God, I wanted this movie to be amazing. Ever since the first teaser trailer I was ready for a masterpiece. It was everything I ever wanted: Ridley Scott directing, amazing cinematography, the same intense aesthetic as Alien, and even an amazing cast featuring Michael Fassbender and Idris Elba. This is no doubt a movie after my heart. It was as if Ridley Scott had, after all these years, finally read all my fan letters and decided to make that movie I’ve always wanted. But, unfortunately this was but a dream and I eventually woke up to find Prometheus, an excellent but very flawed film.
The majority of Prometheus’ flaws can be attributed to its unfortunately lackluster script. For every interesting idea presented here there’s a piece of painfully stilted dialogue or blatant exposition. Take for instance a moment when Idris Elba literally explains what’s going on to the audience. This wasn’t knowledge that was present anywhere in the film, it was just Elba dictating information straight to the audience. You’d think that a movie that starts as slowly and deliberately as this one wouldn’t spoon feed its audience so unabashedly. And to make matters worse there are obviously a lot of interesting things going on here, however they’re never truly explored and we’re left wondering what this film could have been. That said, this script isn’t completely unsalvageable. There are many instances of brilliance here like the interesting questions asked or the fascinating world the writers create. I mean look no further than the amazing technology and well-defined mythology that fills every scene. Unfortunately these exceptions can’t save the script from its many imperfections, but luckily enough movies aren’t books, and there’s more to Prometheus than just an unrealized script.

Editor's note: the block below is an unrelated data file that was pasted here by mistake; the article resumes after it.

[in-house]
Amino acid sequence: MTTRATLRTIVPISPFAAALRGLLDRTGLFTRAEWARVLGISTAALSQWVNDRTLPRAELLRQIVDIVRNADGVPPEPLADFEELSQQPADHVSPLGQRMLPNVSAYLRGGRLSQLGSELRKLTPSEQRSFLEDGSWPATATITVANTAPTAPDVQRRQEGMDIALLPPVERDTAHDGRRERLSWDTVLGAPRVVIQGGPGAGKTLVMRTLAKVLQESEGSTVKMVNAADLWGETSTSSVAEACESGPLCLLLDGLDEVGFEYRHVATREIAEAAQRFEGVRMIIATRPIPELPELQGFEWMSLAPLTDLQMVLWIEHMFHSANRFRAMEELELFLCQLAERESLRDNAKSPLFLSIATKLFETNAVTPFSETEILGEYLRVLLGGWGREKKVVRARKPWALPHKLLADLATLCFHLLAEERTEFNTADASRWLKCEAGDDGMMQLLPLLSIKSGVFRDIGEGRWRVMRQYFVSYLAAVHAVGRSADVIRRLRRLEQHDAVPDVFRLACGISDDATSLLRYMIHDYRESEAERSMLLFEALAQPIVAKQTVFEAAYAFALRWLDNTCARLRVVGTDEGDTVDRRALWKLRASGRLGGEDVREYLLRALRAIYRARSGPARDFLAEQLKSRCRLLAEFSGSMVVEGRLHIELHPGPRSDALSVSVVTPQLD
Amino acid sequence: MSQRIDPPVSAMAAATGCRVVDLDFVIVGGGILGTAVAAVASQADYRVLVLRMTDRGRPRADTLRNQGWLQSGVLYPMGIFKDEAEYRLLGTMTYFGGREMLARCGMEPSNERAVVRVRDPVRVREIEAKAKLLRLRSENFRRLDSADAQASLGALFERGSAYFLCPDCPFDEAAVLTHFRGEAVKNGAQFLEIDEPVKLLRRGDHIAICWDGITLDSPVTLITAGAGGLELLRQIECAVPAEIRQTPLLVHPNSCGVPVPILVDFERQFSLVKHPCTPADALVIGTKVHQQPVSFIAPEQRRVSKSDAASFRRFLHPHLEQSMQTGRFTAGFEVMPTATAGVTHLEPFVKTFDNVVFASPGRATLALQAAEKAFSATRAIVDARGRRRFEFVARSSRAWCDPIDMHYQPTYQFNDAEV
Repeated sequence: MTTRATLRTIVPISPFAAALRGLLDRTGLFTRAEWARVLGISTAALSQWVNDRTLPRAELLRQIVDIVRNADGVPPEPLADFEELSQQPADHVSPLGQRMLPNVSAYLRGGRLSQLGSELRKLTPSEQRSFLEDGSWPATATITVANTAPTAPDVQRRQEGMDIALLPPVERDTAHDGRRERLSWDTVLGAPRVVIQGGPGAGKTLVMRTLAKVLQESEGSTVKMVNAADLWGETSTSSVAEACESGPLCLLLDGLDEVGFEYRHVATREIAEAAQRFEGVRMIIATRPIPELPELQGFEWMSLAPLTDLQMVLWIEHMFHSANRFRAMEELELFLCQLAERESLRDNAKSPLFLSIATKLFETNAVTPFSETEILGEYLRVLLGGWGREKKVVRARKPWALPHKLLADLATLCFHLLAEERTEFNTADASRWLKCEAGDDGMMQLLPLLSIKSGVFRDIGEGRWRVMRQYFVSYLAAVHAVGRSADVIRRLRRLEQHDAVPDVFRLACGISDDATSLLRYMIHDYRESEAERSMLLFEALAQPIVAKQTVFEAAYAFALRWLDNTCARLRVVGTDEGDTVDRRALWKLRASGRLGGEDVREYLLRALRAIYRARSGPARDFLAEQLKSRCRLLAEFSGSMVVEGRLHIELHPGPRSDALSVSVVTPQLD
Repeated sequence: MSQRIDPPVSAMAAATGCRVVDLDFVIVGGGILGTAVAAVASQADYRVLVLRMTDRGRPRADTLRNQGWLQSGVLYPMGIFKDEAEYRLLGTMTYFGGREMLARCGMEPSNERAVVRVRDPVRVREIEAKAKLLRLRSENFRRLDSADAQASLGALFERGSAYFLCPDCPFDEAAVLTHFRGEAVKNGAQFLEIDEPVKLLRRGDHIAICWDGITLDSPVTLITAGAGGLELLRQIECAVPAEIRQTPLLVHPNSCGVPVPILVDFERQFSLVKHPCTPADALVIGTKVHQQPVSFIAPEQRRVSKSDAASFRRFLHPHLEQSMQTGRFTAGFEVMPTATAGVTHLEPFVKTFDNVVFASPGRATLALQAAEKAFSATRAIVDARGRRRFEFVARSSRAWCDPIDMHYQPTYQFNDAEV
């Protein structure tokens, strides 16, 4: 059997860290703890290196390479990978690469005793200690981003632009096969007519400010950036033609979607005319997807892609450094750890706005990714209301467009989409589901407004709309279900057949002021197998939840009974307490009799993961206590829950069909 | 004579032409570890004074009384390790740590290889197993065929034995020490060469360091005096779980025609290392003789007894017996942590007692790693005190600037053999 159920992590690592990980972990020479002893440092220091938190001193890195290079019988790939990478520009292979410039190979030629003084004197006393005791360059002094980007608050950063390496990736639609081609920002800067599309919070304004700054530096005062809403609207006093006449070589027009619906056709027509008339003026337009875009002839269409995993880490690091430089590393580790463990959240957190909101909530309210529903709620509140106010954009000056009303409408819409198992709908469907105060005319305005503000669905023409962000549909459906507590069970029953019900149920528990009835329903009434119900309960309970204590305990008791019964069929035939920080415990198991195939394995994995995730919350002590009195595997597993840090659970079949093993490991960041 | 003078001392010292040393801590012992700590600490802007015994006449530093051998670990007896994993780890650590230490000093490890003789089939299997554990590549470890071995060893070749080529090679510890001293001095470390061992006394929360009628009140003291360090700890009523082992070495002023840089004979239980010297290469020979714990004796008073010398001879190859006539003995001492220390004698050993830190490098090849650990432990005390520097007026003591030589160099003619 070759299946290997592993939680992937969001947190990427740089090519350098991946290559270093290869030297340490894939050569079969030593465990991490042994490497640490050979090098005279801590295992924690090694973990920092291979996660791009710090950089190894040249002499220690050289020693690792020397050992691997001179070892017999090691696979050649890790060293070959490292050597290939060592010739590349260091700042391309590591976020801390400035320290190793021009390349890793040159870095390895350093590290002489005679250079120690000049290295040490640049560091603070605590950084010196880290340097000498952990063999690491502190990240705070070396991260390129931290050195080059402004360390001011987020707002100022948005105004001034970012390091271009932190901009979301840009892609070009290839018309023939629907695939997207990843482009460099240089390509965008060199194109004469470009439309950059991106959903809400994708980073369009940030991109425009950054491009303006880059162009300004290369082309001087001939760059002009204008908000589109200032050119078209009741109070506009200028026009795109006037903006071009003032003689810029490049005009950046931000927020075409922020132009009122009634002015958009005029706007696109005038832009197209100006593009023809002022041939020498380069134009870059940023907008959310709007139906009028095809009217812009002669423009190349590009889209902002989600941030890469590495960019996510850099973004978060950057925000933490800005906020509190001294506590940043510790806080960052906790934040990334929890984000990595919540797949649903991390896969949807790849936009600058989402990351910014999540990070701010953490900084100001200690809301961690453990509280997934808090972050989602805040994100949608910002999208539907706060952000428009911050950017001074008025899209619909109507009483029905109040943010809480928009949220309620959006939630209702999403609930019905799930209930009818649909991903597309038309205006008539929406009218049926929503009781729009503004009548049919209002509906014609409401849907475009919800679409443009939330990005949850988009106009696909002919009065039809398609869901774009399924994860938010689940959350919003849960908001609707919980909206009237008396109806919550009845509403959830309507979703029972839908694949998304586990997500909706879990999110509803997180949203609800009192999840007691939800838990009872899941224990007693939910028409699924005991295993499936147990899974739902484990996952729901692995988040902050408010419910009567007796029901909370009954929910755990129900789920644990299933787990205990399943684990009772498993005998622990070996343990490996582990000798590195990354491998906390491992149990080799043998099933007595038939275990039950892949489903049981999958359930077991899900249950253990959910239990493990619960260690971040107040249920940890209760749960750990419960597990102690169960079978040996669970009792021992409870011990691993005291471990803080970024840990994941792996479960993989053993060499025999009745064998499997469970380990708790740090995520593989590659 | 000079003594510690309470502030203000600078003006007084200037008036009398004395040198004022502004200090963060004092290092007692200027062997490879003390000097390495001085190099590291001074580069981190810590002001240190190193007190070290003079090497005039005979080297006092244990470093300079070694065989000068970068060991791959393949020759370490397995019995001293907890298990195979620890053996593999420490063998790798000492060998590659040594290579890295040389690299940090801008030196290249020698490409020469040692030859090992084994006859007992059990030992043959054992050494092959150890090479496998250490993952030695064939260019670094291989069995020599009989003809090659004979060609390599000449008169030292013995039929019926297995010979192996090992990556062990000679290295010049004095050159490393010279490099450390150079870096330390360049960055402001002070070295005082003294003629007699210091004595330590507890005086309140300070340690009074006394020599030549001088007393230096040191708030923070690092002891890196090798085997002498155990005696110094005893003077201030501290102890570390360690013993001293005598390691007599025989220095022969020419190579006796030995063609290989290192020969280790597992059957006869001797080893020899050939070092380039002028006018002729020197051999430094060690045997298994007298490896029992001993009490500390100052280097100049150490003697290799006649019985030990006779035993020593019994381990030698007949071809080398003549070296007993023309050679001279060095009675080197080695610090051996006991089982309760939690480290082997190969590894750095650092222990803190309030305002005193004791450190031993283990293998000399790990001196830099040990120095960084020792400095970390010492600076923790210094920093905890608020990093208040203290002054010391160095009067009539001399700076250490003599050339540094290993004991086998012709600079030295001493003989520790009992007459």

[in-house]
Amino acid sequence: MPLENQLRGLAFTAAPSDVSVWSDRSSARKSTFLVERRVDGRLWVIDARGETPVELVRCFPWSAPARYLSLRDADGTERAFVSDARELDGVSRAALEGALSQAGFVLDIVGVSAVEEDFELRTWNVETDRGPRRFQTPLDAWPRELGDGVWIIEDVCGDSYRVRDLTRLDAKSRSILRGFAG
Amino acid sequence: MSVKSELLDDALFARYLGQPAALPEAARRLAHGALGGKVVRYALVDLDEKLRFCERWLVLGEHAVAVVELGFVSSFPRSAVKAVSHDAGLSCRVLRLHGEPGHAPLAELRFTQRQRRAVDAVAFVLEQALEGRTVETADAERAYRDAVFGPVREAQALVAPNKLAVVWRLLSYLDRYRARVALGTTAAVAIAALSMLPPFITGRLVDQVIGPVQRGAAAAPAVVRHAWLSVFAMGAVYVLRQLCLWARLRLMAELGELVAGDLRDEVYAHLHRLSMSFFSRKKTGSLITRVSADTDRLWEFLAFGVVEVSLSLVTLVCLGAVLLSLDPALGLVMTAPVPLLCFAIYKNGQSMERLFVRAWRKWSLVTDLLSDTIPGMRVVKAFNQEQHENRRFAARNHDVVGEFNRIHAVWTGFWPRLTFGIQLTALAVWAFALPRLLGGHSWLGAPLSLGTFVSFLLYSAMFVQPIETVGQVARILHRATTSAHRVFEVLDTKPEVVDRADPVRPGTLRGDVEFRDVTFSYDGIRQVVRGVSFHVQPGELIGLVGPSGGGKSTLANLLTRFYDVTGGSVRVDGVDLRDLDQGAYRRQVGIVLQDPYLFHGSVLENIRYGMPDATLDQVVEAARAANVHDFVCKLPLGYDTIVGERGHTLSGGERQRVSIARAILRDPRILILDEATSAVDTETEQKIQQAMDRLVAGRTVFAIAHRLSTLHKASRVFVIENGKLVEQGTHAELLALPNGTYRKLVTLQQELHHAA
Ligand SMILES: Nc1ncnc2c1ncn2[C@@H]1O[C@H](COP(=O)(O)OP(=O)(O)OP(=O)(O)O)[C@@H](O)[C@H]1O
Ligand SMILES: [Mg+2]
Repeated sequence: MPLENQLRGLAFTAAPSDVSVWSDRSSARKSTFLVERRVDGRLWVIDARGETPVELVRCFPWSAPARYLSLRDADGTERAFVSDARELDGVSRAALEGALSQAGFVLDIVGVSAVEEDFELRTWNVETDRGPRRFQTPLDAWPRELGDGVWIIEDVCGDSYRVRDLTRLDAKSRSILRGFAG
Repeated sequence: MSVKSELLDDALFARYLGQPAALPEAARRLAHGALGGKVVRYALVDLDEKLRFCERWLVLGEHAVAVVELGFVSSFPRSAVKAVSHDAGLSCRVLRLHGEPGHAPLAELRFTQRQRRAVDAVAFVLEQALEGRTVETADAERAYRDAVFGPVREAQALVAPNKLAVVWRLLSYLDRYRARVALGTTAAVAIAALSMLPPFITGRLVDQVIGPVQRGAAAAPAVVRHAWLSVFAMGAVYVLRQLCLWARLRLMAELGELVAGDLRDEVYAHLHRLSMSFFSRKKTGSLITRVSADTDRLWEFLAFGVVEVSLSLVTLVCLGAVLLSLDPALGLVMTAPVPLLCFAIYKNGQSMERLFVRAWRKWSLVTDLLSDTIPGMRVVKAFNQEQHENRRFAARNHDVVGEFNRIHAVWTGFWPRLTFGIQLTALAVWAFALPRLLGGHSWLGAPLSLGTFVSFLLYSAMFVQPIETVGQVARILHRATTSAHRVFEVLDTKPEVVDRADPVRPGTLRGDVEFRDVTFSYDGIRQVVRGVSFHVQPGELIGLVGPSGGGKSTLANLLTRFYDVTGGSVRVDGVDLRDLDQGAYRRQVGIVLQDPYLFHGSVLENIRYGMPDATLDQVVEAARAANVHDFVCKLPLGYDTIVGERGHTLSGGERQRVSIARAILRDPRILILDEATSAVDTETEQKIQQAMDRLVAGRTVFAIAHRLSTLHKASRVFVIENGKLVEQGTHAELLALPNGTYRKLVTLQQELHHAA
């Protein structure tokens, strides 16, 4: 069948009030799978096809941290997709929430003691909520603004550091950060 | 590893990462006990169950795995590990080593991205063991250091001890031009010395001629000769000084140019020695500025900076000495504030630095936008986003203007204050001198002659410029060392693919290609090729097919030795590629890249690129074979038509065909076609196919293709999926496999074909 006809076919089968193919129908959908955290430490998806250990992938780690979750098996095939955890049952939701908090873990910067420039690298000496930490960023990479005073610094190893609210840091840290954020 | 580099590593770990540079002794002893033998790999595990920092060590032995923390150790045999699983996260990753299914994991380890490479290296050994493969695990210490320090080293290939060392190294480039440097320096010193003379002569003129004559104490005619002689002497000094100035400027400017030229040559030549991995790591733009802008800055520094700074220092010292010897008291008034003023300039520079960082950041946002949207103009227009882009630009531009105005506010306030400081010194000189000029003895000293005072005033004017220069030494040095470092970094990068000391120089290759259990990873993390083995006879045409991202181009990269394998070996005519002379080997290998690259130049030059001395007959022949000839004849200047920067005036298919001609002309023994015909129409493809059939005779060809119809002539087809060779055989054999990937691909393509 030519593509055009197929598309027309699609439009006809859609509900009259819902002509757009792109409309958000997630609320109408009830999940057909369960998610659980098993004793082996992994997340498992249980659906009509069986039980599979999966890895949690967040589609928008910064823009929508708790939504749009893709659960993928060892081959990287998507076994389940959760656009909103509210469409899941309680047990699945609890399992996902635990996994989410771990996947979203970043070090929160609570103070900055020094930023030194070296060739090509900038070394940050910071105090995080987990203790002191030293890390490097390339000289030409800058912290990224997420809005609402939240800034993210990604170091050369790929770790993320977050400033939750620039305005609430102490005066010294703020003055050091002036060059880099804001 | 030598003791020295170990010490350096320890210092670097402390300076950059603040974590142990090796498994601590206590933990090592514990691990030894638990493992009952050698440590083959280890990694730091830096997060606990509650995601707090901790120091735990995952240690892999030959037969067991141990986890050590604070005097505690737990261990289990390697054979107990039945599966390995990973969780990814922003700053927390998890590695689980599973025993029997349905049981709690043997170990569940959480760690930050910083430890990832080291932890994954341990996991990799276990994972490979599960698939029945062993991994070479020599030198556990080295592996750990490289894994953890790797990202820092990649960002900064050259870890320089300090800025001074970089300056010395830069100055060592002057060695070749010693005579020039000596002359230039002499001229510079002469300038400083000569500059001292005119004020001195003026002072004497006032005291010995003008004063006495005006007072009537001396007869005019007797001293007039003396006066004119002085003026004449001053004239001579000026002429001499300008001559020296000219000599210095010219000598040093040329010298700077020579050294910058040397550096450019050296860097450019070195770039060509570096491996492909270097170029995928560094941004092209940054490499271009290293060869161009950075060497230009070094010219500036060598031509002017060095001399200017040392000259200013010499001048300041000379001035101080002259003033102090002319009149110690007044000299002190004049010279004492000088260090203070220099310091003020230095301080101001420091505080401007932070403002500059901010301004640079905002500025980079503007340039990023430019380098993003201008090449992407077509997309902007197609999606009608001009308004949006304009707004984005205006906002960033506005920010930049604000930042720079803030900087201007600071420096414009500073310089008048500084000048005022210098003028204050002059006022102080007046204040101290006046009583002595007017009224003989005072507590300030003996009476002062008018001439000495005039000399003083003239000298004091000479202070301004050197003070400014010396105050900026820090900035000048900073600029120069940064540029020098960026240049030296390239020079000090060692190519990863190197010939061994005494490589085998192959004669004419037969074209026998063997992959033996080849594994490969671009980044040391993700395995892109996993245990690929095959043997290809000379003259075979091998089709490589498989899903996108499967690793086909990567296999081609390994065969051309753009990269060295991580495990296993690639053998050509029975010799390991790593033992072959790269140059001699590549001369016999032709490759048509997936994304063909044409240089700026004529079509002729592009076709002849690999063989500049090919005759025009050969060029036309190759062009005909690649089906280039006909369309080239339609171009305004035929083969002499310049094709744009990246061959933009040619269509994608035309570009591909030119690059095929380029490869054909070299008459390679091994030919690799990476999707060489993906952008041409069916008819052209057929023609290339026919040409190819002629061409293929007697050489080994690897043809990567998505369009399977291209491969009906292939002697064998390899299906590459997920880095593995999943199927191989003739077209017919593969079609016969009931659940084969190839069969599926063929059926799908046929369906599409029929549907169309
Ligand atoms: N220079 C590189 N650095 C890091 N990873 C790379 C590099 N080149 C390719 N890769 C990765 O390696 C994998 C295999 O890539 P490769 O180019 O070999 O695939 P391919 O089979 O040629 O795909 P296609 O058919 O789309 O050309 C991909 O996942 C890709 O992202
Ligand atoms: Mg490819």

If we were to disregard the script entirely, this movie would be perfect. The execution here is flawless. There’s no doubt that Ridley Scott is on his A game. He’s a master of his craft, and with Prometheus he gives us some of the best cinematography I’ve seen in years. Scott captures everything perfectly from the epic scale of the enormous set pieces all the way down to the brooding horror of this ultimately doomed mission. Even the way he directs his actors is superb. Just look no further than Michael Fassbender’s performance as David. This is a role that has been done to death, hell Scott even had a similar android character in his previous work Alien, yet because of Fassbender’s great finesse he’s able to make a character we’ve seen before completely new and fascinating. Each and every one of these elements comes together to weave a perfect and complete vision. From the dread filled tone to the unnerving score, every moment of the film is engaging and guarantees that, despite the slow pace, every minute of this film’s runtime is riveting.
But alas, a film is a creature made of many different parts and pieces, the script being a vital one, and I cannot say with a good conscience that this film ever over comes that one fatal flaw. That being said it isn’t completely destroyed by it either. So we’re left here in essence with a masterpiece painted in shit. Scott can try his hardest to make something beautiful out of it, and he does, but no matter what he’s still painting with shit. I can only hope that for the sequels he’s given some actual goddamn paint.
Rating: 4 out of 5
PS: The poster is courtesy of the awesome midnight marauder.